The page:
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Let $f$ and $g$ two analytic function. The two funtion are not equal in the whole complex plane. Due to the analytic continuation principle, any equation of the form $f(z)=g(z)$ cannot holds in any set with an accumulation point, otherwise these functions are equal for all values. Since every point in an open set is an accumulation point, then this equality must hold in a closed set. I have

$f(z)=g(z)$ in the set: $0<Re(z)<1$ and $Im(z)∈ℝ$.

Can I deduce that this hapen only on one line $Re(z)=a$ with $0<a<1$ or there are several lines in which this equality holds.

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The set where they two analytic functions are equal is closed simply because $f,g$ are continuous. –  Andres Caicedo Dec 29 '12 at 17:33
    
Yes, I know that. Can you see my question. –  ZE1 Dec 29 '12 at 17:36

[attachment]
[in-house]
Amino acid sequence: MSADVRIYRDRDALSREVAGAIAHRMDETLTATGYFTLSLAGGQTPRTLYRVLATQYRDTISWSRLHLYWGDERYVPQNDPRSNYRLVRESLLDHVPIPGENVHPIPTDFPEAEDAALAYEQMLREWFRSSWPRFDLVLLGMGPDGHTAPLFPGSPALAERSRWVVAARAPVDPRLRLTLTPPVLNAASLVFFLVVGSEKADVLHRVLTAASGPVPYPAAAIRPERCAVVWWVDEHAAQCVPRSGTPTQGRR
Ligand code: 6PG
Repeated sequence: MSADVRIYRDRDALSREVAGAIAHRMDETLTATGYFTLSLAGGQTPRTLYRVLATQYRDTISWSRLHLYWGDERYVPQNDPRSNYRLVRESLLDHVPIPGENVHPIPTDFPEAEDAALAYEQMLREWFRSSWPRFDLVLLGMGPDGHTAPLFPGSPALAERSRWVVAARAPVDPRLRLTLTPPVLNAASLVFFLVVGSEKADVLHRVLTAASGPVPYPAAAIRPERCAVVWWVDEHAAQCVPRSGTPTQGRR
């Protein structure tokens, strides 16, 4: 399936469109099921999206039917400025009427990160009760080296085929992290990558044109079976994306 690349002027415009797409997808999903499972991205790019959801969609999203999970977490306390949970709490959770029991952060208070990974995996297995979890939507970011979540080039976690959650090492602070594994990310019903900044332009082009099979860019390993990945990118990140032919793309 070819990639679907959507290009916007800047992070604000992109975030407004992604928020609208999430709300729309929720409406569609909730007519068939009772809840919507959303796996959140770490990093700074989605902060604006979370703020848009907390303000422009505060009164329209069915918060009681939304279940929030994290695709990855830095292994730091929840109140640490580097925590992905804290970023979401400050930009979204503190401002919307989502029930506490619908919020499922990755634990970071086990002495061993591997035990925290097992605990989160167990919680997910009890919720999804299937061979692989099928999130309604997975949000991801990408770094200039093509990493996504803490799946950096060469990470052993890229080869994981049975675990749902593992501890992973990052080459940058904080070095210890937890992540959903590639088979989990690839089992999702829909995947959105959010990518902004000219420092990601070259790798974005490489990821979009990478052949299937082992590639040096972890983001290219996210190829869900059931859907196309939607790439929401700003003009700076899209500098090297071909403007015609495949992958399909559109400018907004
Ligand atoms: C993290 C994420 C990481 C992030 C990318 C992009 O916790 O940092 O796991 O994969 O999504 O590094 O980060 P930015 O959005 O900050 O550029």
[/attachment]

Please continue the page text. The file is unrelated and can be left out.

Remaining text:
This is not very clear, but I think it's due to legitimate confusion that can be cleared up in the answers. I vote not to close. –  Brett Frankel Dec 29 '12 at 17:44
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I think you are a little confused about accumulation points: If $f(z)$ and $g(z)$ are both defined on some connected open set, and the set where $f=g$ has an accumulation point, then $f$ and $g$ are equal. So if $f$ and $g$ are both defined on all of $\mathbb{C}$ in your example above, then they are indeed equal everywhere.

Likewise, if $f$ and $g$ are both defined on a neighborhood of some line $\ell$ which is not vertical, then $f$ and $g$ agree on $\ell$ because $\ell$ is simply connected and $f=g$ on $\ell\cap \{z: 0>\Re(z)<1\}$. So yes, the lines you listed are the only lines on which you can say for sure that $f=g$ because those are the only lines where you know $f$ and $g$ are defined.

$f$ and $g$ need not agree everywhere, or even on every vertical line, if they are not defined everywhere. Take $f(z)=g(z)=z$ on the strip where $0<\Re (z)<1$ and let $f(z)=1$ and $g(z)=0$ on the strip $2<\Re (z)<3$.

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